• $\Omega\subseteq\mathbb{R}^n$ be a domain with a smooth boundary
  • $H:=W_0^{1,2}(\Omega)$ be the Sobolev space
  • $p>1$ such that $$p<\begin{cases}\infty&\text{, if }n=2\\\frac{n+2}{n-2}&\text{, if }n> 2\end{cases}$$

How can we prove, that $$S:=\left\{u\in H:\int_\Omega|u|^{p+1}\;d\lambda^n=1\right\}$$ is a well-defined and closed set? Moreover, why is there a non-negative $v\in S$, such that $$\int_\Omega|\nabla v|^2\;d\lambda^n\le \int_\Omega|\nabla u|^2\;d\lambda^n\;\;\;\text{for all }u\in S\;?$$ I suppose we need to use the smoothness of the boundary $\partial\Omega$, but I absolutely don't get how I need to process in detail.

  • $\begingroup$ By the continuity and compactness of the Sobolev embedding. $\endgroup$
    – user72012
    Commented Jul 2, 2015 at 22:18
  • $\begingroup$ Sorry, what do you mean by $\lambda^n$ here? It is not a standard notation for integration. $\endgroup$
    – spatially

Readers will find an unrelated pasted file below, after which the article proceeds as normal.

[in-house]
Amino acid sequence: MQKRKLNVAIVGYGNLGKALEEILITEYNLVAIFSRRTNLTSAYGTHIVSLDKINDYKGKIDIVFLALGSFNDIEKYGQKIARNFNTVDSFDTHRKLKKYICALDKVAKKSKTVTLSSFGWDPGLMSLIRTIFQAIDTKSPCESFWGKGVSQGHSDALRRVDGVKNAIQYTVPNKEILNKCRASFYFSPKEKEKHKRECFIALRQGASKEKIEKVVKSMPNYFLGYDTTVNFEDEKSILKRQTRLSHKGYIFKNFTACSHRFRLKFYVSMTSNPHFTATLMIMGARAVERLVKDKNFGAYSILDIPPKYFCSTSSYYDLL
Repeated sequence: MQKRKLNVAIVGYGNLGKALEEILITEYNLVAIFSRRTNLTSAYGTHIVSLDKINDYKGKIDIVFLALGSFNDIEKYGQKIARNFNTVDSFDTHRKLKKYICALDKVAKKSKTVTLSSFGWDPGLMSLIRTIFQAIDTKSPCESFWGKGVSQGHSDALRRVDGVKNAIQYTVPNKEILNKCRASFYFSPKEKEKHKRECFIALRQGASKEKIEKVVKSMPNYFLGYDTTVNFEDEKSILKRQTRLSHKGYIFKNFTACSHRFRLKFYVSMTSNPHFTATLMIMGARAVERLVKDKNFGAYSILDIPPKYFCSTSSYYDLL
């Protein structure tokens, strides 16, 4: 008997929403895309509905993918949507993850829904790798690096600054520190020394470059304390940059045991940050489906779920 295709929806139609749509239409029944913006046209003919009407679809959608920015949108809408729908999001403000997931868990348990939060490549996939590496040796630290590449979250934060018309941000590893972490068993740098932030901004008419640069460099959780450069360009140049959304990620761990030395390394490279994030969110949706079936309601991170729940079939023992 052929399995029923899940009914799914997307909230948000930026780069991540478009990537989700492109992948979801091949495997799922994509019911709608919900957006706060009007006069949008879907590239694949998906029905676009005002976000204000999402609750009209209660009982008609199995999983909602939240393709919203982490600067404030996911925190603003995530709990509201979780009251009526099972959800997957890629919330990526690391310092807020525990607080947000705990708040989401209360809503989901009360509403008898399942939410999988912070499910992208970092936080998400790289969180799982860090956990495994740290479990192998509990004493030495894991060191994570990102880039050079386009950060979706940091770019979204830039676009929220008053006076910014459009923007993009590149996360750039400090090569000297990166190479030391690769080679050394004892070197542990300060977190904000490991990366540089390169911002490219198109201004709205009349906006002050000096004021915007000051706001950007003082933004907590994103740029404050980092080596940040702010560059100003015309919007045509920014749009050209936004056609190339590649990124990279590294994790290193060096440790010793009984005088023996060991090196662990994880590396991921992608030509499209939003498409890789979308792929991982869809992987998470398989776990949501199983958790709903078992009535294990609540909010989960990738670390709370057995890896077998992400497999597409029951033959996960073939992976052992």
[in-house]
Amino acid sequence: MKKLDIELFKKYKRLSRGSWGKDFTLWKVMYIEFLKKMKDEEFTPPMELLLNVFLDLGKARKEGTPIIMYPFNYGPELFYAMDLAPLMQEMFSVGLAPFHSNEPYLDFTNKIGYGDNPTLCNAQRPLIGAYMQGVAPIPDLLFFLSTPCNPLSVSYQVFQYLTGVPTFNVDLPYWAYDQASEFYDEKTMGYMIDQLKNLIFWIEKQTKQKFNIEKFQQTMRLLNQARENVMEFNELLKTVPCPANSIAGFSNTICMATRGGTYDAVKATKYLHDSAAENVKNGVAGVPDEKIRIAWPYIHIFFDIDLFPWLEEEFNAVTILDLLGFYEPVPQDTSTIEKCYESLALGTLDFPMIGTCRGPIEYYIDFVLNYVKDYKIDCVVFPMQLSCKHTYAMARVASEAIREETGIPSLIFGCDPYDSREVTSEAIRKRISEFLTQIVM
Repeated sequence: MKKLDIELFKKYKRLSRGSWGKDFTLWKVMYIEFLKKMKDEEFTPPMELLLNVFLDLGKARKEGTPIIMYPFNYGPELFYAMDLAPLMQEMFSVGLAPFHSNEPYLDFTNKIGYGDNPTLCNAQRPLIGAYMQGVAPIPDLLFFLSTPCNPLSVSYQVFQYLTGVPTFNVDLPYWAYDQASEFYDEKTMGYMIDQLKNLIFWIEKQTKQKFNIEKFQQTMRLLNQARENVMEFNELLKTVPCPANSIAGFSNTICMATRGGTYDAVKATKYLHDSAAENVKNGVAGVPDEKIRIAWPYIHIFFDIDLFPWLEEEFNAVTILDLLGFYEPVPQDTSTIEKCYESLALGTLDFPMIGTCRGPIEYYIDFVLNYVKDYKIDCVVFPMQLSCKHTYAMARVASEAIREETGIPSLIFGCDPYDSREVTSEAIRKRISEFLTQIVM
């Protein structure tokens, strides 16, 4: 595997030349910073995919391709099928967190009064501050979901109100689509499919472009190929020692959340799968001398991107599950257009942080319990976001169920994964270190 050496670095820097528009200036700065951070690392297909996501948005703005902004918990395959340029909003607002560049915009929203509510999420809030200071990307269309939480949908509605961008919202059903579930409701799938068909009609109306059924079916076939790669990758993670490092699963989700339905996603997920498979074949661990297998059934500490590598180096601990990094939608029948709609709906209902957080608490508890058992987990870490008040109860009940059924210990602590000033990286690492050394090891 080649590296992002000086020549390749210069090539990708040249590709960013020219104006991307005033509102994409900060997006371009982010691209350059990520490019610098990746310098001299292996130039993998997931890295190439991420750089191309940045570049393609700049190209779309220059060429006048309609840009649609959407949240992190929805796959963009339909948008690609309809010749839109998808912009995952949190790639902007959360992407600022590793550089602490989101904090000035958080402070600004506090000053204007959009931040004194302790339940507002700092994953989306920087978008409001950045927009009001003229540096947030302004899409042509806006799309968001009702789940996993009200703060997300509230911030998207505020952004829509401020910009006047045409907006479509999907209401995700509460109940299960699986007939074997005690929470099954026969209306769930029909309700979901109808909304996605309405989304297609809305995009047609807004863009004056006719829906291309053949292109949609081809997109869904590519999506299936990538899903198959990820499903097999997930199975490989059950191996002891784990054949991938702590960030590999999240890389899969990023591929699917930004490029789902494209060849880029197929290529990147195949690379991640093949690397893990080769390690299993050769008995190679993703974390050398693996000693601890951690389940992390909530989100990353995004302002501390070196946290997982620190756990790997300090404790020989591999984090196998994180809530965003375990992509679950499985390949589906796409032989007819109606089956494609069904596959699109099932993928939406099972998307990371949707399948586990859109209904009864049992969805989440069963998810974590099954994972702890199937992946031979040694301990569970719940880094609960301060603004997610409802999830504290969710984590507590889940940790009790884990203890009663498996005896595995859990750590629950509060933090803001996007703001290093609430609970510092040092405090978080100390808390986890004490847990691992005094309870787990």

Commented Jul 3, 2015 at 12:18

1 Answer 1


I think here you probability need $\Omega$ to be bounded as well. (however since $u\in W_0^{1,2}(\Omega)$, you do not need smooth boundary condition) And I will assume by $d\lambda^n$ you just mean $x\in \mathbb R^n$, the standard integration notation.

For your first question, since $u\in W_0^{1,2}(\Omega)$, by Sobolev embedding you have $u\in L^{p^*}$ where $p^*\leq \frac{2n}{n-2}$ and clearly $p^*> p+1$. So at least $S$ is well-defined. To show closeness, you again use the fact that $p^*> p+1$ and call compact embedding. (suppose a sequence convergence in $S$ and there is a subsequence convergence to...)

For your second question, it is known as minimizing problem. It is a big topic in calculus of variation. I would suggest you to read Evans PDE book chapter 8 for more details. I will give you a start on second question and the rest would be the compact embedding again.

Notice that the number $m\geq 0$ defined as $$ m:=\inf_{u\in S} \left\{\int_\Omega |\nabla u|^2dx\right\} $$ exists. So you could have a sequence $(u_n)\subset S$ such that $\|\nabla u_n\|_{L^2}\to m$. Notice that you actually have the norm of $\nabla u_n$ is bounded and hence by compact embedding...

  • $\begingroup$ To prove closedness of $S$ boundedness of $\Omega$ and compact embedding is not needed (only continuity of the embedding). $\endgroup$
    – daw
    Commented Jul 3, 2015 at 14:45

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